In the largest healthcare fraud takedown to date, OIG and DoJ reported charging individuals involved in fraud schemes that cost Medicaid and Medicare $2 billion.

The HHS Office of the Inspector General (OIG) and Department of Justice (DoJ) recently announced the largest healthcare fraud takedown to date, with over 600 defendants charged with participating in fraud schemes amounting to about $2 billion in losses to Medicare and Medicaid.

Of the over 600 defendants charged, 165 were medical professionals, including 32 doctors who allegedly participated in healthcare fraud schemes involving prescribing and distributing opioids and other narcotics.

The charges jointly announced by the OIG and DoJ also involved claims submitted to Medicare, Medicaid, TRICARE, and private insurance companies for medically unnecessary prescription drugs that were oftentimes never purchased or given to patients.

The largest healthcare fraud takedown also resulted in multiple charges involving individuals playing a part in the opioid epidemic, the federal agencies highlighted. The agencies particularly focused on providers involved in the illegal distribution of opioids and other prescription narcotics.

“Health care fraud is a betrayal of vulnerable patients, and often it is theft from the taxpayer. In many cases, doctors, nurses, and pharmacists take advantage of people suffering from drug addiction in order to line their pockets. These are despicable crimes,” Attorney General Jeff Sessions stated in a DoJ press release.

“That’s why this Department of Justice has taken historic new steps to go after fraudsters, including hiring more prosecutors and leveraging the power of data analytics. Today the Department of Justice is announcing the largest health care fraud enforcement action in American history.  This is the most fraud, the most defendants, and the most doctors ever charged in a single operation—and we have evidence that our ongoing work has stopped or prevented billions of dollars’ worth of fraud.”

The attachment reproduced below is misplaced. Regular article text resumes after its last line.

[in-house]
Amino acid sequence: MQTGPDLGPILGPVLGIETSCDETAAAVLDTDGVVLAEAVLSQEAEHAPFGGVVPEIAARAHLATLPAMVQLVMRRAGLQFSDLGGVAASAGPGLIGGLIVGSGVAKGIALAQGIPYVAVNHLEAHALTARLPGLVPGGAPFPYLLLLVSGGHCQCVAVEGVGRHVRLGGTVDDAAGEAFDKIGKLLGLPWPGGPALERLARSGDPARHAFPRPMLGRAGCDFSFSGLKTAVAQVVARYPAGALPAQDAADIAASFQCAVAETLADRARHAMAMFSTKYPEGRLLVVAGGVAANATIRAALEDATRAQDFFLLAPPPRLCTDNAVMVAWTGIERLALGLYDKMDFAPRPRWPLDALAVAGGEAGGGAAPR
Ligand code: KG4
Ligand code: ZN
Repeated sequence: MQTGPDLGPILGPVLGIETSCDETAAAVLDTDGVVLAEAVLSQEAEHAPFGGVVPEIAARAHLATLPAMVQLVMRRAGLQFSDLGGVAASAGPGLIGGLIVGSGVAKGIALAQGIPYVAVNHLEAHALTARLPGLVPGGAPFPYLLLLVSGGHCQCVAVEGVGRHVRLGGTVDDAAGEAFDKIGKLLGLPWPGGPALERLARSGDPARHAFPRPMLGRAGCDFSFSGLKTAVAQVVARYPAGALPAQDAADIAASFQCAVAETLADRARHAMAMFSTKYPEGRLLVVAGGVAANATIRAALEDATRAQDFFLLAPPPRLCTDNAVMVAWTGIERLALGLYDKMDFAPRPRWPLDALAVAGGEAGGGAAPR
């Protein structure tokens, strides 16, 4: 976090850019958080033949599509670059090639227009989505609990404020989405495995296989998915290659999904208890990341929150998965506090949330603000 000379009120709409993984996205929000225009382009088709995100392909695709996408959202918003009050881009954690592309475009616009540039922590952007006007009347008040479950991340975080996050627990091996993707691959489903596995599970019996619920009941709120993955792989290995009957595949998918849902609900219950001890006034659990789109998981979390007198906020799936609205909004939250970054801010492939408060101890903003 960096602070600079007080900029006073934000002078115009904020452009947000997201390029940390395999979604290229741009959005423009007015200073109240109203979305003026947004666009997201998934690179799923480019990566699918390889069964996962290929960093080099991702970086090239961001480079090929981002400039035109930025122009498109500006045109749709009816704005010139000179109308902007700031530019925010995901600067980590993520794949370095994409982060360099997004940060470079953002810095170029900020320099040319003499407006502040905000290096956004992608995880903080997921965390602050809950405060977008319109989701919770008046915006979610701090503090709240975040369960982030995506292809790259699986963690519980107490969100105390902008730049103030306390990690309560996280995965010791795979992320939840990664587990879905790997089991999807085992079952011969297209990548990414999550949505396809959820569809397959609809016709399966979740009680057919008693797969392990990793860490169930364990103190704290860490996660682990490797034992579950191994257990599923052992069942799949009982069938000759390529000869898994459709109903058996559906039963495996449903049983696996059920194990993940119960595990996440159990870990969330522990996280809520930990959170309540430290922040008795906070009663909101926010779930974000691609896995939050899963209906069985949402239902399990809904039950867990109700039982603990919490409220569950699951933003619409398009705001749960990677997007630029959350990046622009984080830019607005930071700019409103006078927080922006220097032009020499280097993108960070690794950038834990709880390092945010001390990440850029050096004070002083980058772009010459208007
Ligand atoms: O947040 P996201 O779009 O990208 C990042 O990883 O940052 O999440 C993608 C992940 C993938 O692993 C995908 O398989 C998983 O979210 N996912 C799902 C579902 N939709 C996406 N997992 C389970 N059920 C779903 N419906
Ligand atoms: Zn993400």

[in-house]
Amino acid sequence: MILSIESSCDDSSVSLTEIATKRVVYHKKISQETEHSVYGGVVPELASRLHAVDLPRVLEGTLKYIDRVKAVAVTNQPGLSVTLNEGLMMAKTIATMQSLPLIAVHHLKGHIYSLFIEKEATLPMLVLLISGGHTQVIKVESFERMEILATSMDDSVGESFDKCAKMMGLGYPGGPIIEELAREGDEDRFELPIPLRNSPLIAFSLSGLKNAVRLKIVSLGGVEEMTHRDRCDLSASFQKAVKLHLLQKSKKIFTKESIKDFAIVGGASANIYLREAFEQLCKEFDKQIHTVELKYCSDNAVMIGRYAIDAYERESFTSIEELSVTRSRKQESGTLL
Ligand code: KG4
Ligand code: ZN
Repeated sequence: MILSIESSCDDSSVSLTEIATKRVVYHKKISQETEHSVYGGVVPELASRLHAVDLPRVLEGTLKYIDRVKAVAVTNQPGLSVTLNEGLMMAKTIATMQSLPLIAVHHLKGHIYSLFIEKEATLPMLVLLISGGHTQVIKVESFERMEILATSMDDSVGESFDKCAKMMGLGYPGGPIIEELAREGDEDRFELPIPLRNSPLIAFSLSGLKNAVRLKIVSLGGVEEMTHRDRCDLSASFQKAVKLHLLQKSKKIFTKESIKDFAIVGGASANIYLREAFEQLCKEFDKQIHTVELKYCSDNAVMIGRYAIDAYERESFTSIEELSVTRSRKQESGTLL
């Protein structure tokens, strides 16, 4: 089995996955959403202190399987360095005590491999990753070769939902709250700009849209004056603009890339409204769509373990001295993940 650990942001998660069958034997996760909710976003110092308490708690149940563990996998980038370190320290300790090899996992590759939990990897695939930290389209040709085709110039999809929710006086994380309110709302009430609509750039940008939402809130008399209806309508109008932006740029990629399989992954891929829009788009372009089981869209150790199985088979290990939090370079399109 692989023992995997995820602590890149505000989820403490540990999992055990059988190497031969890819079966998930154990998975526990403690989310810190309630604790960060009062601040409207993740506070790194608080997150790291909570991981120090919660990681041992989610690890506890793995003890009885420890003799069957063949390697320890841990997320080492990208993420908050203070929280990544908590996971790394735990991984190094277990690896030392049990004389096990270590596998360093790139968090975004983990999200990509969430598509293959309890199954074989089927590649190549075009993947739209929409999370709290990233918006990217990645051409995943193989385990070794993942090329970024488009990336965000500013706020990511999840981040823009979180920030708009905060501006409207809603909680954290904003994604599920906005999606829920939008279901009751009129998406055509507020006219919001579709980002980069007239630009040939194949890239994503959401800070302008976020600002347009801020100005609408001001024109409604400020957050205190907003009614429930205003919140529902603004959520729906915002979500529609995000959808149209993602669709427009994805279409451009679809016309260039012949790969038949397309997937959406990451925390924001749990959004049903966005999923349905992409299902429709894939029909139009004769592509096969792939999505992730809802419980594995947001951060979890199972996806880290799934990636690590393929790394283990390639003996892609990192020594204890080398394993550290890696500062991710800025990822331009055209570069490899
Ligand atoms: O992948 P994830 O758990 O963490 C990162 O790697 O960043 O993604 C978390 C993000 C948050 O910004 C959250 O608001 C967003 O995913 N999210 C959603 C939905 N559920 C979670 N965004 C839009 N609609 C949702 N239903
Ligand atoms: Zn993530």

The OIG and DoJ have made announcing their healthcare fraud takedown totals from the past year a yearly event.

In 2016, the first year the federal agencies announced the healthcare fraud takedown, they reported charges against 301 individuals, including 61 physicians and other licensed medical professionals. That year, the healthcare fraud schemes involved $900 million in false medical billing.

The healthcare fraud and abuse investigations conducted by the OIG, DoJ, and other law enforcement partners have since captured more individuals involved in fraud schemes.

For example, in 2017, the federal agencies announced that their annual healthcare fraud takedown involved 400 charged individuals involved in healthcare fraud schemes totaling $1.3 billion in false or fraudulent billings to Medicare and Medicaid.

The annual healthcare fraud takedown tallies demonstrate the federal government’s commitment to combating fraud, waste, and abuse in public healthcare programs. And this year’s takedown particularly shows the government’s dedication to ending the opioid epidemic.

OIG noted in their announcement that, since last year’s takedown, the agency has issued exclusion notices to 587 physicians, nurses, and other providers for their roles in healthcare fraud schemes involving opioid diversion and abuse.

“This year’s operations, focusing on opioid-related schemes, spotlight the far-reaching impact of health care fraud,” said HHS Deputy Inspector General Gary Cantrell.  “Such crimes threaten the vitally important Medicare and Medicaid programs and the beneficiaries they serve.  Though we have made significant progress in our fight against health care fraud; our efforts are not complete.  We will continue to work with our partners to protect the health and safety of millions of Americans.”

Healthcare fraud crackdowns have not only been a top priority for the OIG and DoJ, but also CMS. The federal agency running Medicare and Medicaid has implemented several policies and programs in the past year to combat fraud, waste, and abuse.

Most recently, CMS announced in June 2018 that it plans to increase the number of Medicaid audits performed to prevent Medicaid fraud and improper payments.

The federal agency also extended a Medicare home health enrollment suspension in four states. The moratorium on Medicare enrollment aims to reduce the volume of inappropriate and fraudulent bills stemming from home health agencies in these high-risk states.

As the healthcare industry faces significant pressure to control the rising healthcare spending growth rate, the federal government is upping its efforts to reduce wasteful spending, particularly on false billings.

Providers should ensure their claims or behaviors are not targeted by healthcare fraud and abuse investigators by implementing comprehensive compliance programs and promptly addressing clinical documentation, coding, and billing issues occurring in their office.